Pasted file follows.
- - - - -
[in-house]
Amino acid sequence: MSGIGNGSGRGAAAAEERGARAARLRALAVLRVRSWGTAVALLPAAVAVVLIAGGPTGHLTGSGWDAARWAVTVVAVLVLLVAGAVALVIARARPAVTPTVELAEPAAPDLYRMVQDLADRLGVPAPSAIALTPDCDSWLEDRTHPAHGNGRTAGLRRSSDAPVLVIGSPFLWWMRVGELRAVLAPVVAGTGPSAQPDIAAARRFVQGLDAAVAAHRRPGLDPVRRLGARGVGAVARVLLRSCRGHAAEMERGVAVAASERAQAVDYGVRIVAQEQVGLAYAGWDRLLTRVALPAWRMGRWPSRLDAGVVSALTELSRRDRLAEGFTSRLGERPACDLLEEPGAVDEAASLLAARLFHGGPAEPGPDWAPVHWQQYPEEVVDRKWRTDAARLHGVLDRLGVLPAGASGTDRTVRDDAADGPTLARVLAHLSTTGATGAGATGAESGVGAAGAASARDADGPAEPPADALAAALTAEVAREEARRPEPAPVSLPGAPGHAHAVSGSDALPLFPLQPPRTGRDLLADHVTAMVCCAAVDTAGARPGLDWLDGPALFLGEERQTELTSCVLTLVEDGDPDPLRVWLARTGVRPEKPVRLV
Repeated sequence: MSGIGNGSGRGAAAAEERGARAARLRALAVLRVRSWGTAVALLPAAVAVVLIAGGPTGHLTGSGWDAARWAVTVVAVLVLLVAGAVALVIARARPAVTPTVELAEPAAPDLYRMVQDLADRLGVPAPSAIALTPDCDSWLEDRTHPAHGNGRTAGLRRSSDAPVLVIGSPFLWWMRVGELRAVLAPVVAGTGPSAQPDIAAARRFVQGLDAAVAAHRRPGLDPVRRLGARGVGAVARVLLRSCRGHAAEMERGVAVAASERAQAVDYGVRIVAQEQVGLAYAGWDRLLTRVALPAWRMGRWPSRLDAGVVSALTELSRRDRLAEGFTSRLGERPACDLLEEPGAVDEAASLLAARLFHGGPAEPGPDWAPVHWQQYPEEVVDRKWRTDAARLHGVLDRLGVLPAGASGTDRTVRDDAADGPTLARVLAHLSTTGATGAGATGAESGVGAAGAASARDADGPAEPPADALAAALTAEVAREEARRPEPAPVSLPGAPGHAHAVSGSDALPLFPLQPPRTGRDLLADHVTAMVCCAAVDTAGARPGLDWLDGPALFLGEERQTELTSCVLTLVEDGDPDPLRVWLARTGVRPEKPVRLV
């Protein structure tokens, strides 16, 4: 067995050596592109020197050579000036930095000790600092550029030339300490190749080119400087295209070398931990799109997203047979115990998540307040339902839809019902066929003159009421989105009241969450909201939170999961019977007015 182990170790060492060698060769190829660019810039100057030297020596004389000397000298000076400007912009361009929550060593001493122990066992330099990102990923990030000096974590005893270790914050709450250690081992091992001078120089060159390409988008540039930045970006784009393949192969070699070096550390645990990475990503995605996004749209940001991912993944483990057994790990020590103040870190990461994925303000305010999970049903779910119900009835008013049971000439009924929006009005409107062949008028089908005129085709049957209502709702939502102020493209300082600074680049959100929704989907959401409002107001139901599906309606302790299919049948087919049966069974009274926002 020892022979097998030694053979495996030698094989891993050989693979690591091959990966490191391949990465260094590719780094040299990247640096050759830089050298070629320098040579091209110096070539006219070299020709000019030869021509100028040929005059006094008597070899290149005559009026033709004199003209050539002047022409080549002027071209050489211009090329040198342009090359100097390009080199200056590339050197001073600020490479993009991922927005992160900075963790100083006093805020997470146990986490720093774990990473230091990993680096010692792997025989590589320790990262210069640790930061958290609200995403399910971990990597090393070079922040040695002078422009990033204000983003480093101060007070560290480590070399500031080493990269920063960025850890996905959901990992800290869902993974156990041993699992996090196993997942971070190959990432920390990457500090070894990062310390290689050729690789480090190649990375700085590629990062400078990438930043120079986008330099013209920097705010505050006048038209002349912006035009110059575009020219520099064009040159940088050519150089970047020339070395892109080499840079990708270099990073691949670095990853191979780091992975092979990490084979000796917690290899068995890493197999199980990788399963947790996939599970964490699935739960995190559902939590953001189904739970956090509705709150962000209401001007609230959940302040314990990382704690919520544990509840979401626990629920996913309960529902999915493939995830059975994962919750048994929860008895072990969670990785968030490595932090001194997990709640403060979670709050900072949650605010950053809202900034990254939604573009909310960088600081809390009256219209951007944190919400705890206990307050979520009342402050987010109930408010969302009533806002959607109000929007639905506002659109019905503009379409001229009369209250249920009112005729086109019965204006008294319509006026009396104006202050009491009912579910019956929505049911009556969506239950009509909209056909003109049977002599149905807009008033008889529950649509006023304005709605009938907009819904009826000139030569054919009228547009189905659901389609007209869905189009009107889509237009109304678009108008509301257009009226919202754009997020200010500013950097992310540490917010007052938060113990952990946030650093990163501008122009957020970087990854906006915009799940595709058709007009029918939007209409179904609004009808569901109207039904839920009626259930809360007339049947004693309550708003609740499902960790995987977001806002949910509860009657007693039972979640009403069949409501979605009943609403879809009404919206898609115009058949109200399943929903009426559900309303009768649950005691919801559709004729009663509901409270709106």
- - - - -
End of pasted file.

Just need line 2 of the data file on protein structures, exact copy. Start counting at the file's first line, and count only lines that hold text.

Amino acid sequence: MSGIGNGSGRGAAAAEERGARAARLRALAVLRVRSWGTAVALLPAAVAVVLIAGGPTGHLTGSGWDAARWAVTVVAVLVLLVAGAVALVIARARPAVTPTVELAEPAAPDLYRMVQDLADRLGVPAPSAIALTPDCDSWLEDRTHPAHGNGRTAGLRRSSDAPVLVIGSPFLWWMRVGELRAVLAPVVAGTGPSAQPDIAAARRFVQGLDAAVAAHRRPGLDPVRRLGARGVGAVARVLLRSCRGHAAEMERGVAVAASERAQAVDYGVRIVAQEQVGLAYAGWDRLLTRVALPAWRMGRWPSRLDAGVVSALTELSRRDRLAEGFTSRLGERPACDLLEEPGAVDEAASLLAARLFHGGPAEPGPDWAPVHWQQYPEEVVDRKWRTDAARLHGVLDRLGVLPAGASGTDRTVRDDAADGPTLARVLAHLSTTGATGAGATGAESGVGAAGAASARDADGPAEPPADALAAALTAEVAREEARRPEPAPVSLPGAPGHAHAVSGSDALPLFPLQPPRTGRDLLADHVTAMVCCAAVDTAGARPGLDWLDGPALFLGEERQTELTSCVLTLVEDGDPDPLRVWLARTGVRPEKPVRLV